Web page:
on 15 July 1998
The book offers an eclectic set of recipes by Chef Michael Lomanaco of the world famous "21" Club in New York. The recipes generally focus on using top quality ingredients to produce entrees, rather than the use of difficult-to-find or rare ingredients. Neither do the recipes require the cook to follow a complicated and lengthy set of instructions, such as "...hang for four days over a mesquite-wood fire while basting hourly with a vintage Montrachet."
The game recipes are particulary good and offer a wonderful departure from the usual hunter's recipes printed in a myriad of specialty game cookbooks. Game prepared using these recipes cannot easily be identified as game and will likely pass muster as beef or lamb by your dear Aunt Katie who hates hunting. After eating a bite of elk venison she will probably go on at length about never having eaten any sort of game.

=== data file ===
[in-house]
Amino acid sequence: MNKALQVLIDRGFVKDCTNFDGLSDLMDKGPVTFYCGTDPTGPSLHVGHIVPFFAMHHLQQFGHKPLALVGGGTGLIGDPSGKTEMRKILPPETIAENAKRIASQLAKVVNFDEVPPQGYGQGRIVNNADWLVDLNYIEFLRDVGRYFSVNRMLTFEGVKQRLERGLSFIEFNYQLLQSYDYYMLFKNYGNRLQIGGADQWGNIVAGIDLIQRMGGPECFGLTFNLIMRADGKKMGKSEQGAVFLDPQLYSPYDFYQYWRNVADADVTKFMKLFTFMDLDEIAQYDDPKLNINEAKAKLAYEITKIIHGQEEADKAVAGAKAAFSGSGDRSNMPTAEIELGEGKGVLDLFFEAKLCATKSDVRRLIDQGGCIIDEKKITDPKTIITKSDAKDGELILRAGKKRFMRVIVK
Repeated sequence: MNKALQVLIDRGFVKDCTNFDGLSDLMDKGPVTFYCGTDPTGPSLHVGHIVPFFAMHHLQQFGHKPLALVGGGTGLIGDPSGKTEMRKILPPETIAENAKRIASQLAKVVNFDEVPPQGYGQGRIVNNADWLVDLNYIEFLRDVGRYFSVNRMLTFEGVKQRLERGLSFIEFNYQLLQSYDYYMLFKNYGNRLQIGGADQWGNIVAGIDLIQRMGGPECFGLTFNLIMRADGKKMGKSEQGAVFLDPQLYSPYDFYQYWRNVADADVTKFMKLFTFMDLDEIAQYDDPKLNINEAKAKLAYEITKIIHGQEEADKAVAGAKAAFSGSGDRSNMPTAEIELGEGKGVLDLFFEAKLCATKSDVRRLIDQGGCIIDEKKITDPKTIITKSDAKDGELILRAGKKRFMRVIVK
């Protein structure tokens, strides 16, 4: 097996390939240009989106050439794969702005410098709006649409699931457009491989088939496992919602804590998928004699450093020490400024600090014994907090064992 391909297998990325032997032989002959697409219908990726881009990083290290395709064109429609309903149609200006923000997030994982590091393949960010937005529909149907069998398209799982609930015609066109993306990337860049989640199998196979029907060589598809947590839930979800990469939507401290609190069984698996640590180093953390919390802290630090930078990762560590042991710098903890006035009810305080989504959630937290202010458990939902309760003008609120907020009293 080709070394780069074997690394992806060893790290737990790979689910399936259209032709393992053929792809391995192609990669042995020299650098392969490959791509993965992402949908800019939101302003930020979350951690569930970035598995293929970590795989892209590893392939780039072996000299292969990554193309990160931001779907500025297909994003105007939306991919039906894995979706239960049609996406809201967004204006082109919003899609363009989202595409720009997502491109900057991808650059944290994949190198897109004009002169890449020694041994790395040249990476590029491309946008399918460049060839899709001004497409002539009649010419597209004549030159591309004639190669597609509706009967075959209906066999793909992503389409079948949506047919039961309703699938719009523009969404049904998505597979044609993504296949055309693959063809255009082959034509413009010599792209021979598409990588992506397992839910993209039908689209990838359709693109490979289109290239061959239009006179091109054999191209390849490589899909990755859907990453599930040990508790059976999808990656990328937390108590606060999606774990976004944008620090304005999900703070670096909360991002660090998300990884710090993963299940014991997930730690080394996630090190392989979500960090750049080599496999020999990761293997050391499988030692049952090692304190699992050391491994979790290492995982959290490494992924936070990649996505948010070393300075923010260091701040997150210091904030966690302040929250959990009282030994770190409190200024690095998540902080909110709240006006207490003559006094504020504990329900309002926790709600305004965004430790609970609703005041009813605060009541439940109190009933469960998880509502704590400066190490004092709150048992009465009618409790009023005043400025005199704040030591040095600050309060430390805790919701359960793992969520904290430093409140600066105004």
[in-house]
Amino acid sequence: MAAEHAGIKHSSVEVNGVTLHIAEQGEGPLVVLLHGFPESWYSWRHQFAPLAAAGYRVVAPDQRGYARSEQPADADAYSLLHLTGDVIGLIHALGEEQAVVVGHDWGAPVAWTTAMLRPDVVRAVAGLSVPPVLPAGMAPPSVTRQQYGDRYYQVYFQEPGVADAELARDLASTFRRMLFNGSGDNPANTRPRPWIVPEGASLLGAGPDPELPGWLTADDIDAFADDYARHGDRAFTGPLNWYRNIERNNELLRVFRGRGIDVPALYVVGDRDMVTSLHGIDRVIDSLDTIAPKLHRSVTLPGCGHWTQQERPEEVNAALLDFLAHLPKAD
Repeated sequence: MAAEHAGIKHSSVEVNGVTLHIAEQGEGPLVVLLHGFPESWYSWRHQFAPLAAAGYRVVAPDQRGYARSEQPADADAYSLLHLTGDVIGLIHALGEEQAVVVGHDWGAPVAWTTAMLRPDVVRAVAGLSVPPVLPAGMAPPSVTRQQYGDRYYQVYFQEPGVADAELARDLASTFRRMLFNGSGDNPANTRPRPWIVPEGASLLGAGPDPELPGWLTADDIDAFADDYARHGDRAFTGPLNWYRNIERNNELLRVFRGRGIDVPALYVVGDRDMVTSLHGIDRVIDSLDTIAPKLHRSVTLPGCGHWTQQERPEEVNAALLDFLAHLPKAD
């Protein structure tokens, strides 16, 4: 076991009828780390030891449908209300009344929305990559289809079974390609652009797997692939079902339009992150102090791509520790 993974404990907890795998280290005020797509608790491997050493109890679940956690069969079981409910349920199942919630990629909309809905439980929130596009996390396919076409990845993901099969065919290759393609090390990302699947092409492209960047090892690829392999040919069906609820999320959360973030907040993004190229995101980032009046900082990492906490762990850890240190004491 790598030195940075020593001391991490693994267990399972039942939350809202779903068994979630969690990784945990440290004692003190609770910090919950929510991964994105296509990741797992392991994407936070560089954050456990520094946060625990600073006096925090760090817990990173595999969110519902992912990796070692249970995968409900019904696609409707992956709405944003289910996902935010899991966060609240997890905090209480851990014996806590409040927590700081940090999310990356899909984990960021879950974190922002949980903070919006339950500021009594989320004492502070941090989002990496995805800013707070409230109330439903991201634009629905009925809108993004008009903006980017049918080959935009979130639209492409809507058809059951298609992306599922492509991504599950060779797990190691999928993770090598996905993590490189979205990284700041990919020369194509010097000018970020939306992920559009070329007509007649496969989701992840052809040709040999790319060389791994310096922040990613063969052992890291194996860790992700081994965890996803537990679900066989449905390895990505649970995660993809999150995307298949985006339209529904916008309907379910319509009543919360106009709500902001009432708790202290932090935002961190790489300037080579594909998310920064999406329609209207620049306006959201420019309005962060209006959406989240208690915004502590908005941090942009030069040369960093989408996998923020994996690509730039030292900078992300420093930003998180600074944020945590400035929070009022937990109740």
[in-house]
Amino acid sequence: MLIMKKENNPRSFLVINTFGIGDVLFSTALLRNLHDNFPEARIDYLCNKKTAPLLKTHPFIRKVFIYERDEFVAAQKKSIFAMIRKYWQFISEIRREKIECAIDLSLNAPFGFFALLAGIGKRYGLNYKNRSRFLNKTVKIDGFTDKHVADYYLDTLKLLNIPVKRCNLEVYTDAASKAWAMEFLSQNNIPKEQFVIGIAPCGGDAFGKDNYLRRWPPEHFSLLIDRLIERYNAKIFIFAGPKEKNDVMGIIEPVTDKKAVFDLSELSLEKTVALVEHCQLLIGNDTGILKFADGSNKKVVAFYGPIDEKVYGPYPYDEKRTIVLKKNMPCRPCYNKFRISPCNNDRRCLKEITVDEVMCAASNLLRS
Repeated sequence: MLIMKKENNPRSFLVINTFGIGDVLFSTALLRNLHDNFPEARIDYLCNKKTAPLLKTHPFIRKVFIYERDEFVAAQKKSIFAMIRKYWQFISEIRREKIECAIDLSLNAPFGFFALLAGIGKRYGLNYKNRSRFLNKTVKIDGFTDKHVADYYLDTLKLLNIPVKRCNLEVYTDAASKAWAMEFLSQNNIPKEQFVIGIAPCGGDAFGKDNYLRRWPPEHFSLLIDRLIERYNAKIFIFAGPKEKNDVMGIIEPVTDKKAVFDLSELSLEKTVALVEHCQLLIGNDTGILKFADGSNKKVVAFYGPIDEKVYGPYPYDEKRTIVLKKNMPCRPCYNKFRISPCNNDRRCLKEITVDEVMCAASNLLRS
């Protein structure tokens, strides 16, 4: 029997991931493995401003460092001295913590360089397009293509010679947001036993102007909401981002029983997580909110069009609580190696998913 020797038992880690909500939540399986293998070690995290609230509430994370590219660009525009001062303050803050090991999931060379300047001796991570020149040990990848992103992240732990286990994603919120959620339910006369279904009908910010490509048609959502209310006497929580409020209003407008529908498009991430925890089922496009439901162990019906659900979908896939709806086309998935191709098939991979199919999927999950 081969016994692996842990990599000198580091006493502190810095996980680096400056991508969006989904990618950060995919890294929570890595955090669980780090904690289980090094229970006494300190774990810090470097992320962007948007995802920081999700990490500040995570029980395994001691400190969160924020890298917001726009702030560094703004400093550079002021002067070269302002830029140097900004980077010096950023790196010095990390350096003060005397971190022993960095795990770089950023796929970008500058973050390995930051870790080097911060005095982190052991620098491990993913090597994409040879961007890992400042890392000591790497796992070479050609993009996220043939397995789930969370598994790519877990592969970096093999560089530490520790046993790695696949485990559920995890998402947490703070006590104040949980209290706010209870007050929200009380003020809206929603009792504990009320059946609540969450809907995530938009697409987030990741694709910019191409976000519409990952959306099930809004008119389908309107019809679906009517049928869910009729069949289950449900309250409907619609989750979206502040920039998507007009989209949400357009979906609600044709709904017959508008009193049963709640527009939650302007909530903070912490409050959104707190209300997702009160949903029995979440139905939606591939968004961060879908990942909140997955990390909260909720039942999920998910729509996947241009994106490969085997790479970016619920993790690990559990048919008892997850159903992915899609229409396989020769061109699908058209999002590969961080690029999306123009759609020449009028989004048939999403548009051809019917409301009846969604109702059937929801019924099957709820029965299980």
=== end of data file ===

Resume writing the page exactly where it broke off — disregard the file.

The book is also full of delightful gossip about famous patrons of the "21&q! ! uot; Club, from Ernest Hemingway and Clark Gable to Marilyn Monroe. Movie goers have probably seen the New Orleans-like grill work facade and the many jockey statues frequently, perhaps without consciously realizing that this was the renown "21" Club.
The book is also full of reproduction art, some of which yet graces the walls of the Club. The Club has a number of artworks by Frederic Remington, some of which are reproduced in the book. Other examples of art were done by patrons of the club who were members of the elite New York social scene of times gone by.
The "21" Club remained active during prohibition and allegedly managed never to be caught with illegal liquor on the premises when they were raided by New York's finest. One can only wonder whether this was sheer luck or advance notice by patrons who were members of the upper crust of New York politics.
Anyone who both loves fine food and is fascinated by New York should have a copy of this un! ! usual cookbook.